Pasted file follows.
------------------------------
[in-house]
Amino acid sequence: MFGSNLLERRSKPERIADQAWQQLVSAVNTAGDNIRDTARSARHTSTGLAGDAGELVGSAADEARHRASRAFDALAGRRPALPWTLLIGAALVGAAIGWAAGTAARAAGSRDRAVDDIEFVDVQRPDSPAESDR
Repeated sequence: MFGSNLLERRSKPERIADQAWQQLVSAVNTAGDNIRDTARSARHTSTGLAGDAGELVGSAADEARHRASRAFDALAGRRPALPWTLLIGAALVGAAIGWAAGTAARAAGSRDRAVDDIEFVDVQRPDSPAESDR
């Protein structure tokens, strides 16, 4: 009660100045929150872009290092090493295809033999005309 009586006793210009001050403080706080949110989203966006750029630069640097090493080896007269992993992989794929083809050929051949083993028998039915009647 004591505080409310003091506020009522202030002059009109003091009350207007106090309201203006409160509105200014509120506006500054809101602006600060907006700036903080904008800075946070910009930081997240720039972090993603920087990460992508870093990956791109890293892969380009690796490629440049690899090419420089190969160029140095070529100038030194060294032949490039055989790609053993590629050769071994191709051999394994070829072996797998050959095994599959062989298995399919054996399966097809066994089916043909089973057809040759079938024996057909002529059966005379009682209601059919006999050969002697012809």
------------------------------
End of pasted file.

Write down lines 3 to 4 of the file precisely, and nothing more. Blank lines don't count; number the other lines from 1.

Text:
Repeated sequence: MFGSNLLERRSKPERIADQAWQQLVSAVNTAGDNIRDTARSARHTSTGLAGDAGELVGSAADEARHRASRAFDALAGRRPALPWTLLIGAALVGAAIGWAAGTAARAAGSRDRAVDDIEFVDVQRPDSPAESDR
């Protein structure tokens, strides 16, 4: 009660100045929150872009290092090493295809033999005309 009586006793210009001050403080706080949110989203966006750029630069640097090493080896007269992993992989794929083809050929051949083993028998039915009647 004591505080409310003091506020009522202030002059009109003091009350207007106090309201203006409160509105200014509120506006500054809101602006600060907006700036903080904008800075946070910009930081997240720039972090993603920087990460992508870093990956791109890293892969380009690796490629440049690899090419420089190969160029140095070529100038030194060294032949490039055989790609053993590629050769071994191709051999394994070829072996797998050959095994599959062989298995399919054996399966097809066994089916043909089973057809040759079938024996057909002529059966005379009682209601059919006999050969002697012809």